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Promising COVID-19 therapeutic drug to start phase 3 clinical trial in the United States

Recruitment of first US-based patients in Dapsone trial has started.

A phase 3 clinical trial of dapsone has been launched the United States, under the supervision of Dr. Jean Bourbeau, senior scientist in the Translational Research in Respiratory Diseases Program at the Research Institute of the McGill University Health Centre (RI-MUHC) and director of the McConnell Centre for Innovative Medicine.

Dapsone is an existing FDA- and Health Canada-approved anti-inflammatory drug that has been shown to prevent and treat acute respiratory distress syndrome (ARDS) due to SARS-CoV-2 infection as well as reduce mortality from 40 percent to 0 percent in a small, randomized clinical trial. The drug was previously used to treat infectious diseases, including malaria, lupus, human immunodeficiency virus (HIV) and pneumocystis pneumonia. In the current trial, PULM-001 – a repurposed and reformulated version of dapsone developed by Pulmonem, a Canadian start-up company – will be tested.

“The potential of PULM-001 is exciting and important. Here is a therapy based on a safe and very affordable existing drug that could save vulnerable lives, prevent the overwhelming of healthcare capacities and resources, and provide viable support for a safe return to normal activity,” says Dr. Bourbeau, who is also a respirologist at the MUHC and professor of medicine at McGill University.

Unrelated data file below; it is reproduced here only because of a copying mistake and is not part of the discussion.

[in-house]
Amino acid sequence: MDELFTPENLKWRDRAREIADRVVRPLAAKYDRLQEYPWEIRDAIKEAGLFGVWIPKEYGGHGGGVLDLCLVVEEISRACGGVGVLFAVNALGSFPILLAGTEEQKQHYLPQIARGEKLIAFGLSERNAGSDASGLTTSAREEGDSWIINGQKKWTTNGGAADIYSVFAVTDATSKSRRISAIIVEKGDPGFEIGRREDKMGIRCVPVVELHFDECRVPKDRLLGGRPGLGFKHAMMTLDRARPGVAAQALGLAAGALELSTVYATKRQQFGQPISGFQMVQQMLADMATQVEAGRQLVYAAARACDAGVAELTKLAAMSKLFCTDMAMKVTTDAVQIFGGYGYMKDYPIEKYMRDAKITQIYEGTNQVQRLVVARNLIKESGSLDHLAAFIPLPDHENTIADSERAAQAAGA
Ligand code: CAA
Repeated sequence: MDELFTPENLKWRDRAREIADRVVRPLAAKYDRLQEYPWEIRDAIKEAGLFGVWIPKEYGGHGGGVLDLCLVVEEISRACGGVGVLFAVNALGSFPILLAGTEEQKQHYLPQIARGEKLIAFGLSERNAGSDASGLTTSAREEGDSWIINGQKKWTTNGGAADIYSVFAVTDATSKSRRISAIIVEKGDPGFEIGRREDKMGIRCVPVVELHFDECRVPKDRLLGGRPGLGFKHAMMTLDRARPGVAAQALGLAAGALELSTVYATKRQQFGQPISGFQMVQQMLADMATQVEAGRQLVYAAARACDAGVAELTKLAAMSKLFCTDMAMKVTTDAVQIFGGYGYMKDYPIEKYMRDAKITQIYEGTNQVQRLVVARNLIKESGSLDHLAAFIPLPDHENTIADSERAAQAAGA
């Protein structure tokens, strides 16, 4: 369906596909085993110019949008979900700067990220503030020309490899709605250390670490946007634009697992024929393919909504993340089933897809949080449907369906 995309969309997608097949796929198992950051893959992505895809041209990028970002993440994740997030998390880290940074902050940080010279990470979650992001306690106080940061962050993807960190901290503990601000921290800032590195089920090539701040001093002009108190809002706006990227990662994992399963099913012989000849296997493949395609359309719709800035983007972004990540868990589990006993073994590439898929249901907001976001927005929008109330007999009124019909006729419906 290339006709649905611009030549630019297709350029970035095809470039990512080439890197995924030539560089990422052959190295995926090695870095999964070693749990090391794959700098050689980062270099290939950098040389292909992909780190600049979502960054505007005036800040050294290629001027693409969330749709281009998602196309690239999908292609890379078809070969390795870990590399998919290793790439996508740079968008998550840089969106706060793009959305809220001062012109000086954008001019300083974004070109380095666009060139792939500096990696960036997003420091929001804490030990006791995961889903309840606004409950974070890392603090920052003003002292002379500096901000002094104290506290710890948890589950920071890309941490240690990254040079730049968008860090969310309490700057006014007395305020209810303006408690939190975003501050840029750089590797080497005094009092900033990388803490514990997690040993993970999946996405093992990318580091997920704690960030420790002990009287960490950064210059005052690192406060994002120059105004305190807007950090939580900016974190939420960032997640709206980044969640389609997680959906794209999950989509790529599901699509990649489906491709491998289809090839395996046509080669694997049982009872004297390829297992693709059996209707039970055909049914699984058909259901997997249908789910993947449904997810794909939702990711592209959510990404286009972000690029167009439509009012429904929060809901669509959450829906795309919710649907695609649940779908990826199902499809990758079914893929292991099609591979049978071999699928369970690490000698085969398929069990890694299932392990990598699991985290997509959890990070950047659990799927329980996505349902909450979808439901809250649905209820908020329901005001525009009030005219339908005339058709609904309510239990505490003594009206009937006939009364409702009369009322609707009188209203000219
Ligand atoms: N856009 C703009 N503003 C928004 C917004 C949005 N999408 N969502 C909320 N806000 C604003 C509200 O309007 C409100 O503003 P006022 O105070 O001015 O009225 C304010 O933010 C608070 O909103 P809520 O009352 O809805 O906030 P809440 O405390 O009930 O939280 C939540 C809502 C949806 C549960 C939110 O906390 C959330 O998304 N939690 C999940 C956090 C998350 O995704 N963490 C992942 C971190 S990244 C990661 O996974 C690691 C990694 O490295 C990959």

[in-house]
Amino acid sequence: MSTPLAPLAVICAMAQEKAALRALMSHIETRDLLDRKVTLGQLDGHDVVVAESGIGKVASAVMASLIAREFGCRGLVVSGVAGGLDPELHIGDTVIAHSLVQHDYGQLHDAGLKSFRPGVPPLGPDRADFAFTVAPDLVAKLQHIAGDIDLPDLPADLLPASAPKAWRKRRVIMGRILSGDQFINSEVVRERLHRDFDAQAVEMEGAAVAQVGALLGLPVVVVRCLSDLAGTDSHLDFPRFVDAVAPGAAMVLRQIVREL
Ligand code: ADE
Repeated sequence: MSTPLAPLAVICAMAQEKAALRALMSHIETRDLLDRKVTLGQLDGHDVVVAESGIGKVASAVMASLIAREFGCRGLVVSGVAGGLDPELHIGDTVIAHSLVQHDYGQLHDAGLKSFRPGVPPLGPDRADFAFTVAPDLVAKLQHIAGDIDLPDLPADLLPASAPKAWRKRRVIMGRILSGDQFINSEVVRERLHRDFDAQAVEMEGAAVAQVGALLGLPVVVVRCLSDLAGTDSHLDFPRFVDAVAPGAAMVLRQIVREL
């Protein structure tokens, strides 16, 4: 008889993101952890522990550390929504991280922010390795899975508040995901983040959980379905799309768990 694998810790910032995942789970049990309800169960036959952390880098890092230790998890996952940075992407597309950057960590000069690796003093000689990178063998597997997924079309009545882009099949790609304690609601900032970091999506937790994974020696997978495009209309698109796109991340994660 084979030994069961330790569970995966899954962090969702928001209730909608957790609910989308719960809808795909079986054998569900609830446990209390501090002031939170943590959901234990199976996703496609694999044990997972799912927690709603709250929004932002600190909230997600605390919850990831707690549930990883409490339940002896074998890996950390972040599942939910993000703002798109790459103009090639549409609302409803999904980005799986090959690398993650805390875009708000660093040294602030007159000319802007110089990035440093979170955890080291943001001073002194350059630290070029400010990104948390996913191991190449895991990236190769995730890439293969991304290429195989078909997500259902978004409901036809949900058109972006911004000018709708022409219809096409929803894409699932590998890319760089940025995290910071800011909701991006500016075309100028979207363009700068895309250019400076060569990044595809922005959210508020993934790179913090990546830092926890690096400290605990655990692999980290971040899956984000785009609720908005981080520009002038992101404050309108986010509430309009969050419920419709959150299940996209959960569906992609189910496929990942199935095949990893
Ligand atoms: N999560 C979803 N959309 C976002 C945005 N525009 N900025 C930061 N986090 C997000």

The phase 3 clinical trial is a multicentre, randomized, triple-blind, placebo-controlled (RCT) study to evaluate the efficacy and safety of the drug in older adults and/or in adult patients (≥ 40 years of age) with at least one high-risk comorbidity, among those with confirmed SARS-CoV-2 infection. It will take place in North Carolina, Washington and Idaho under the sponsorship of Peters Medical Research and Principal Research Solutions.

The McGill University Health Centre Foundation is a major financial partner and current lead investor in the project. More financing is required by early 2022 to complete this clinical trial.

Dr. Jean Bourbeau
Dr. Jean Bourbeau